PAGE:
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In my distant youth, we used to wear an onion on our belt, as that was the style at the time. We also used to buy extra shoelaces, because they broke all the time. We had a drawer full of shoelaces of different colors and lengths, along with the shoe polish kit.

Like modern cars (when was the last time you were stranded on the side of the road? Used to happen all the time up until I was 20, but (knock wood), it just doesn’t happen anymore), we seem to have the shoelace problem licked. I’ve only broken one shoelace in the last I-can’t-remember-when (more on that in a bit). Perhaps Spectra and Vectran and whatever modern fiber tech has propagated to shoelaces. They just don’t break anymore. When I wear out a pair of shoes, I strip the laces before I toss them in the trash. I still have a drawer full of laces, but they’re used, and I’ll likely never use them.

Shoes, on the other hand… specifically climbing approach shoes. Those wear out, or rather, fall apart, seemingly spontaneously. I use them, but I don’t think they get the use that my running shoes get. And I’ve never had a pair of running shoes delaminate. Nike and Adidas seem to have this sorted out.

Check these out:


I run two pairs at once, with a three month offset or so. They’ll cease to be useful running shoes after about six months, because the padding will just lose its bounce. Sometimes, not often, the upper will lose integrity – a stitch will come out, or a thin bit wear through. But not often. 20 miles a week times 25 weeks is on the order of 400 miles.

Even after they’re no longer good running shoes, I will use them for another year or two to walk the dogs. Eventually they’ll become work shoes, and get trashed doing lawnwork, or a construction project, or painting.

But they’ll never delam. Rain, shine, living in the 140 F back of the truck, El Nino, trail runs. Wear out, but never just self-destruct.

These two shoes are my last two back, so they’re going on five years old. I’ve been wearing them to the gym, miles on the elliptical, and walking the dogs.

These two shoes, on the other hand:


The Five-Ten Guides I used for a couple of years, Sierra approaches, Echo, cragging. The soles wore down, as they do, and I put them in the closet until I got around to resoling them. You ought to be able to resole a $150 pair of shoes. But the shoes simply gave up the ghost before then. They’re completely rotted out. Beyond repair. This is the fourth or fifth pair of Five-Tens that have done this to me. Blown up sitting in the closet.

The Mad Rocks let go hiking back from the Bear Crag one day. Thankfully not hiking back into some long-ass Sierra climb, or on some gnarly fourth class descent. Just completely delaminated, flappy sole.

So why is it the $70 running shoes, mass produced by Nike and Adidas, will last literally forever, and the $140 approach shoes, lovingly hand made, will invariably fail after a year or two, and many fewer miles? It can’t be that hard to study what the big guys do and reproduce it. Materials, adhesives, workmanship.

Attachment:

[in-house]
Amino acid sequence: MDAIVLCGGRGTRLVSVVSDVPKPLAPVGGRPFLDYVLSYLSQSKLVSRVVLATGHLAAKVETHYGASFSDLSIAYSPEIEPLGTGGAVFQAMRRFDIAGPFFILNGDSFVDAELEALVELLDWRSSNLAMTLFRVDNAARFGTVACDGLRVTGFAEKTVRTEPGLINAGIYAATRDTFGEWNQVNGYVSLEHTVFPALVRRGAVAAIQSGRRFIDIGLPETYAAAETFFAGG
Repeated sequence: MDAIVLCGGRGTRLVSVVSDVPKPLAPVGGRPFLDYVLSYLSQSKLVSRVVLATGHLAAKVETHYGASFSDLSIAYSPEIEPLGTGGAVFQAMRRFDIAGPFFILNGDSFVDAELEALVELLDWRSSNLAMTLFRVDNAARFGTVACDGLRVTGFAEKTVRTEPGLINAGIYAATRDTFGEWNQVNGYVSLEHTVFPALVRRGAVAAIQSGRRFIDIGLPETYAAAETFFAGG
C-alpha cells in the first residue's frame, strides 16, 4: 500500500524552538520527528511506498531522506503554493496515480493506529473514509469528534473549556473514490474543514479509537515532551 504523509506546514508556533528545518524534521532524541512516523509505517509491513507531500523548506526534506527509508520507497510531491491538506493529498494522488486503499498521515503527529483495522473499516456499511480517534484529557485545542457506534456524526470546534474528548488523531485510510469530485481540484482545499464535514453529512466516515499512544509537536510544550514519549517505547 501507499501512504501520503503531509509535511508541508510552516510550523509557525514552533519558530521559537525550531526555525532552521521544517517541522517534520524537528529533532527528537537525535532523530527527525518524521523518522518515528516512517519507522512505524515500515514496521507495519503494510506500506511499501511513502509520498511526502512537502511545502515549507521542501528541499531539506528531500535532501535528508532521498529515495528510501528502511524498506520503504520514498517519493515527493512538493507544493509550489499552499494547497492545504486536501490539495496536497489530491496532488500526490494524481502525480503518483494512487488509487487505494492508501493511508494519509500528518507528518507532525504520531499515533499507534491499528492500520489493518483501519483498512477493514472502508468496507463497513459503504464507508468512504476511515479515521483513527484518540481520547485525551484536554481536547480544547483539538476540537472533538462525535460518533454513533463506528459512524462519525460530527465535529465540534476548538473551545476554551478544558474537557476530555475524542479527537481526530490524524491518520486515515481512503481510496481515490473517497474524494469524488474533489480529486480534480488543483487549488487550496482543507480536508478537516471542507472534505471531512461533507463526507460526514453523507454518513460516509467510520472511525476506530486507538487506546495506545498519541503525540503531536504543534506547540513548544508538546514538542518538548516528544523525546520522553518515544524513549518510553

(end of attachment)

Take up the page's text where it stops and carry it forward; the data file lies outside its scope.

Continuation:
I know approach shoes are hard. They get a lot of abuse. They carry heavy packs over sharp rocks, and tired climbers beat them up on scary loose descent gullies. They want to be light weight so when they’re clipped to your harness you’re not cursing them, but heavy duty so that when you’re muling in to Sam Mack Meadow with ice gear and rock gear and a rope and bivy gear, they give you a bit of support. Light so that when you’re doing Keeler c2c IAD, you don’t feel them. So I understand why the Boreal Flyer’s let go after a year or so. But the Five-Ten Guides, and the equivalent Mad Rock copies – those should last for a while.

I bought my 8th or 10th pair of Adidas SuperNovas last year, and for some reason, they had a weird seam that caused me some distress on the top of one foot. I emailed them, and they promptly sent out a brand new replacement for the shoes that I already had 100 miles on. No questions asked.

When I sent a photo of the delaminated and rotting Guide Tennies to Five-Ten, they told me to get fucked. It’s one thing to wear them out; it’s another to have them fall apart. And I’ve worn them out and bought a new pair smiling. I know the difference between trashed and trash.

I don’t know what La Sportivas QC or replacement policy is, but I guess I’m going to find out.

For what it’s worth, I still think the best approach shoes I ever had were Nike Lava Domes c. 1991. They didn’t have sticky rubber, but you could resole them with Five-Ten dot rubber, and they’d last basically forever. I had two pairs of these that I resoled numerous times, until the uppers finally just wore through. I did a number of big walls in these, in addition to Sierra and Washington climbs. Nike didn’t know how to do sticky rubber, but even in 1990, they knew how to build a shoe that lasted. I remember when they were discontinued, most of us figured that it was because they were too damn good. They just didn’t die.

Oh yeah. The one shoelace that I’ve broken in recent memory? A brand new pair of Five-Ten Daescents.

My last pair, by the way. I’m done with Five-Ten, unless Adidas can bring some of their QC folks over to 5.10. Still, I’m unlikely to pony up $150 for another pair of Guide Tennies.